After a few meetings with students, a University lecture that I wanted to attend, and a midday workout (unplugging sometimes is essential to DH!), I’m winding down my day by getting my email down to Inbox Zero. I also spent some time posting comments to student posts at the course blog for RiceDH, which has been a pleasure because the students in the course have been so productive and sharp!
I also went to check in on our GitHub organization account to see if there had been any activity there from students. In addition to using GitHub to host code written for the class by students or myself, I’m also using GitHub this semester to host two private repositories—one to host the texts of the runaway slave ads we are analyzing, and one to host drafts of the essays students are working on, which they are writing in GitHub Markdown so that we can easily transform them to HTML later on.
I got the private repos for free by requesting an education discount, and so far I’ve been pleased. I’ve been interested in using GitHub as a potential course management system for a while, or at least since Chad Black posted about how he does it. Black suggested using Prose.io as the main interface for students, but since his post, GitHub has incorporated a pretty good web-based editor directly into the site. And new features like rendered prose diffs and a good introduction to Markdown have made it even friendlier for things like student drafts.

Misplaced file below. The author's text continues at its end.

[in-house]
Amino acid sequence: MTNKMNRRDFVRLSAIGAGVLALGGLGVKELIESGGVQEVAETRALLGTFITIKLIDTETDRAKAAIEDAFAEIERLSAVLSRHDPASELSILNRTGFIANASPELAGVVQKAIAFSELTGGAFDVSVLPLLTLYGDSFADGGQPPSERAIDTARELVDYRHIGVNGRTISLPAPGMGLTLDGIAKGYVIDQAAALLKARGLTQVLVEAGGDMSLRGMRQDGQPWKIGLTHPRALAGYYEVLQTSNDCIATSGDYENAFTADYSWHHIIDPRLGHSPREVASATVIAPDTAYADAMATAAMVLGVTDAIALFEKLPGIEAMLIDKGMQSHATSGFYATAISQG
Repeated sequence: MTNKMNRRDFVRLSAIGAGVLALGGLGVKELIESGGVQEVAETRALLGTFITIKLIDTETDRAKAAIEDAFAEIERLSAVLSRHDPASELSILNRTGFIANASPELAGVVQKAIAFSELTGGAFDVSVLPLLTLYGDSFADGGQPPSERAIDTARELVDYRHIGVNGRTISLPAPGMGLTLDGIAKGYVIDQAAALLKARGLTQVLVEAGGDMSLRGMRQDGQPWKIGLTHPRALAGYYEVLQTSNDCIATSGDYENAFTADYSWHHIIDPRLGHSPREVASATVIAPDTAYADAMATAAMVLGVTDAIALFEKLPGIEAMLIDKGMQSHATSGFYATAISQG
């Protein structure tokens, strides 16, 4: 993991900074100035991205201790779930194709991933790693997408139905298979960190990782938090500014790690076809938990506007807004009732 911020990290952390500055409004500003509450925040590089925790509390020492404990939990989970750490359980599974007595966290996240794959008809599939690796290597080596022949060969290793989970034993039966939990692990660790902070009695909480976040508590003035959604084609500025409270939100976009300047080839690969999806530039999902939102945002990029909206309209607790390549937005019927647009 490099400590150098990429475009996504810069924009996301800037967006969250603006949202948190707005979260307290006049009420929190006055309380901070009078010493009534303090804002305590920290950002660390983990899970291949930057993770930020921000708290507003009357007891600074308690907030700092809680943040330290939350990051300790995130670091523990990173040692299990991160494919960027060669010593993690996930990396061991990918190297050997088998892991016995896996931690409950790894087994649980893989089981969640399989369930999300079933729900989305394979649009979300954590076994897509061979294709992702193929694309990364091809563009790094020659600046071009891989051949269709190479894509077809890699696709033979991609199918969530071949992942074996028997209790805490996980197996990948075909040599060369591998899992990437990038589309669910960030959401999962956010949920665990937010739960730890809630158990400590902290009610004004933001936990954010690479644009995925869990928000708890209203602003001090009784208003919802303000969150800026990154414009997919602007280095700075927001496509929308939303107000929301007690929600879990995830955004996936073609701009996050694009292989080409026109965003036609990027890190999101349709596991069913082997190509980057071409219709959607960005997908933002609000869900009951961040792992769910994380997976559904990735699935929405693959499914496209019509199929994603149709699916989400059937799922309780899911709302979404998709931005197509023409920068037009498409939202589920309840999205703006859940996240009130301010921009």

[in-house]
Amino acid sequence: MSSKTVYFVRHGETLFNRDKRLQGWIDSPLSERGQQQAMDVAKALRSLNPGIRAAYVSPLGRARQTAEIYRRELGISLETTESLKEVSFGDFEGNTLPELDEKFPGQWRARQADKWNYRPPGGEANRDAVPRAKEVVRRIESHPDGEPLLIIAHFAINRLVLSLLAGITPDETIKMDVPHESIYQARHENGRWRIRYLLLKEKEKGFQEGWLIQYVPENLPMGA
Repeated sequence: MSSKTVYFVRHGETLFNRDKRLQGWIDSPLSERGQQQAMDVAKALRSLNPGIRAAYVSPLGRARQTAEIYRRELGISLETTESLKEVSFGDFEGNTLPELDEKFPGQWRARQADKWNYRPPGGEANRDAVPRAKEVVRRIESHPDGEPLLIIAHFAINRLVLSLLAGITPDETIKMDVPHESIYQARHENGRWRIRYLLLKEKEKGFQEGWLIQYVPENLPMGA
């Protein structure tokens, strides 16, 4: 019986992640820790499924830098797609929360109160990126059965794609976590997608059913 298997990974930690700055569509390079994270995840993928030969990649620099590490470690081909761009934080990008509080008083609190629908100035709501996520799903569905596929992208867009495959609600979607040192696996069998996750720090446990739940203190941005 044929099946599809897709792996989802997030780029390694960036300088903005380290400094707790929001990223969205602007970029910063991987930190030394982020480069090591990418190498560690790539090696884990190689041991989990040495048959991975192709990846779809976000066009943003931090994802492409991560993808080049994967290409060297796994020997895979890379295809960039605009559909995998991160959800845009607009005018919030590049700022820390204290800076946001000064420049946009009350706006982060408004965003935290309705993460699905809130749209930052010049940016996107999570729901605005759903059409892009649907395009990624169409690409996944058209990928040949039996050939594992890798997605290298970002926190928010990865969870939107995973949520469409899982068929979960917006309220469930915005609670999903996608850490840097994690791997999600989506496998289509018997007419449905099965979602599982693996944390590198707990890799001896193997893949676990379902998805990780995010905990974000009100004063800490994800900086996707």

I am finding that so far students have been able to use GitHub without too much trouble (aside from a couple of issues that arose when two edits were being made at the same time), and all without having to know much (or anything) about Git or command-line git tools. Since you can edit and create files in a repo directly from the website now, and even enable a distraction-free editing window similar to Prose.io, the workflow doesn’t require much technical expertise or third-party tools.
All in all, it was a good day, and a little more relaxed than a typical day because I’m teaching Mondays, Wednesdays, and Fridays this semester. I’ll probably do a little more work tonight reviewing applications for a summer project that will update and extend a past Omeka project, sending some emails, and getting ready for my conference trip later this week.